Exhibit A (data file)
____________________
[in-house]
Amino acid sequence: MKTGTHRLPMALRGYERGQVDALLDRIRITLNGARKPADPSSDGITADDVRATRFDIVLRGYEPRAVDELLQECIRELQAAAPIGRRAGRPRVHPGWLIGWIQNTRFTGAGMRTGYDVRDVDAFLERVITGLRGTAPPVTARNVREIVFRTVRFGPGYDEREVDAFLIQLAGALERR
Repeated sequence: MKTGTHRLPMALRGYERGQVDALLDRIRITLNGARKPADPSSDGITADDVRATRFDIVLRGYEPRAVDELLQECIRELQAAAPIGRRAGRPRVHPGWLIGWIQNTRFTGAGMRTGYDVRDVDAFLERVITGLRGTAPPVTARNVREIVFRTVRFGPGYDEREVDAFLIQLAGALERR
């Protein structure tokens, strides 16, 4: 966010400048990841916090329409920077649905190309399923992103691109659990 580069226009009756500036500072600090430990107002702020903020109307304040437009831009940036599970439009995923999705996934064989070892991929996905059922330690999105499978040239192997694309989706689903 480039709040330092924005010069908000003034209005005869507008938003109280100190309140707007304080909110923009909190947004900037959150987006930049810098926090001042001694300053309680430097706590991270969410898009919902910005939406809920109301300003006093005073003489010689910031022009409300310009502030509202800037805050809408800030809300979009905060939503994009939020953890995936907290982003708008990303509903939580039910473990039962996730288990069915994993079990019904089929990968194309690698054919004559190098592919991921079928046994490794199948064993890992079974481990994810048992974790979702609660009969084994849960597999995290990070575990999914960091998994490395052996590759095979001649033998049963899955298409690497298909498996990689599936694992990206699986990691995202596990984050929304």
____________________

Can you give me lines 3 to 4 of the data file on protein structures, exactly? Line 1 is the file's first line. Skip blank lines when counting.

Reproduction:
Repeated sequence: MKTGTHRLPMALRGYERGQVDALLDRIRITLNGARKPADPSSDGITADDVRATRFDIVLRGYEPRAVDELLQECIRELQAAAPIGRRAGRPRVHPGWLIGWIQNTRFTGAGMRTGYDVRDVDAFLERVITGLRGTAPPVTARNVREIVFRTVRFGPGYDEREVDAFLIQLAGALERR
């Protein structure tokens, strides 16, 4: 966010400048990841916090329409920077649905190309399923992103691109659990 580069226009009756500036500072600090430990107002702020903020109307304040437009831009940036599970439009995923999705996934064989070892991929996905059922330690999105499978040239192997694309989706689903 480039709040330092924005010069908000003034209005005869507008938003109280100190309140707007304080909110923009909190947004900037959150987006930049810098926090001042001694300053309680430097706590991270969410898009919902910005939406809920109301300003006093005073003489010689910031022009409300310009502030509202800037805050809408800030809300979009905060939503994009939020953890995936907290982003708008990303509903939580039910473990039962996730288990069915994993079990019904089929990968194309690698054919004559190098592919991921079928046994490794199948064993890992079974481990994810048992974790979702609660009969084994849960597999995290990070575990999914960091998994490395052996590759095979001649033998049963899955298409690497298909498996990689599936694992990206699986990691995202596990984050929304």